Has he done ye oldes? Hawthorne, Melville? I guess that's for if he's of a romantic and literary bent. Rosetti, that stuff. Throw some Norton anthologies at him.

Jodawi read a lot of stuff in his youth that I couldn't get into then: Gertrude Stein, that bunch. Stand on Zanzibar? The Majipoor Chronicles? Delaney?
[User Picture]
From:beaq
Date:January 3rd, 2015 07:29 am (UTC)
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If he does like Cherryh, then maybe Robin Hobb? Why I draw the connection, not sure.

The Liaden universe? (Harper and Lee, space opera, fun.)

If I'd known about Octavia Butler when I was in college, I'd've been hooked for good. Zenna Henderson? Kage Baker? Connie Willis?
[User Picture]
From:beaq
Date:January 3rd, 2015 07:43 am (UTC)
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Plus, I thought your suggestions were good. I'd read up all that shit.

(Has he also read William Gibson? Iain M Banks?)


(OK done now. :) )
[User Picture]
From:beaq
Date:January 3rd, 2015 07:51 am (UTC)
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(Added We Are All Completely Beside Ourselves to the infinite "to read" list.)
[User Picture]
From:boxofdelights
Date:January 4th, 2015 02:49 am (UTC)
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It is worth it. Warn for terrible animal cruelty.
[User Picture]
From:boxofdelights
Date:January 4th, 2015 02:59 am (UTC)
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Yes Douglas Adams, no Jeeves and Wooster books, but an episode or two of the TV show.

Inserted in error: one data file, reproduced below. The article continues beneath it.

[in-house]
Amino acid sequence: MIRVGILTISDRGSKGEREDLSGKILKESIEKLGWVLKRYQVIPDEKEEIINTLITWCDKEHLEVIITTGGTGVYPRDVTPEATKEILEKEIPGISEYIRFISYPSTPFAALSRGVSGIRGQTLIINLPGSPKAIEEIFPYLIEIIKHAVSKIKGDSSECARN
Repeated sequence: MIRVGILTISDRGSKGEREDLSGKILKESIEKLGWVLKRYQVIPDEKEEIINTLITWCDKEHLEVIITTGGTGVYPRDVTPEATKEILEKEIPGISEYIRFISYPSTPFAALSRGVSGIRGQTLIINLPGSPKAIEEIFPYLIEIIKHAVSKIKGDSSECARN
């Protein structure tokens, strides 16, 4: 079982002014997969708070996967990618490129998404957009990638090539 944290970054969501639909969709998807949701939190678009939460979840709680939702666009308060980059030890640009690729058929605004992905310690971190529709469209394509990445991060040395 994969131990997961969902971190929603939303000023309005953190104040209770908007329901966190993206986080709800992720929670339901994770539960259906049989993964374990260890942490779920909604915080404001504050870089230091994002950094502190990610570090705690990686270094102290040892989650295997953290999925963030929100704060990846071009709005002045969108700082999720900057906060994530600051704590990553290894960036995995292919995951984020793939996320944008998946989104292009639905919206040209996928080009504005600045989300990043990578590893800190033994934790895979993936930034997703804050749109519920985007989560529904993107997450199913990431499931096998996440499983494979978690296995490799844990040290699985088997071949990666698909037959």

He stopped reading SF in his first year of high school. He said, "I'm not a geek anymore, mom," although that was about recreational mathematics, not reading material. But he isn't into words qua words either. He writes good essays, but his first semester at college was Calculus, Chemistry, Physics, and a nursing class, and he didn't mind the lack of the Humanities.
[User Picture]
From:maribou
Date:January 3rd, 2015 08:25 am (UTC)
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That is a splendid list.
[User Picture]
From:desayunoencama
Date:January 5th, 2015 07:44 am (UTC)
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Maybe Carl Hiaasen?

The Rex Stouts or Erle Stanley Gardners might also be good. Although he'll rip right through them...
From:urban_homestead
Date:January 9th, 2015 07:50 pm (UTC)
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Connie Willis? I love all her books but her newest two-volume novel Blackout/All Clear are the best ever.

Apologies if you already know, but, we just saw that Dreamworks is making a film out of the True Meaning of Smekday! Arthur jumped out of his cinema seat with excitement during the trailer as soon as he recognized Gratuity and Pig. Thank you again for the novel, which both my children loved.
From:urban_homestead
Date:January 9th, 2015 07:51 pm (UTC)
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Oh! Another set of books I loved last year: NK Jemison's Inheritance trilogy.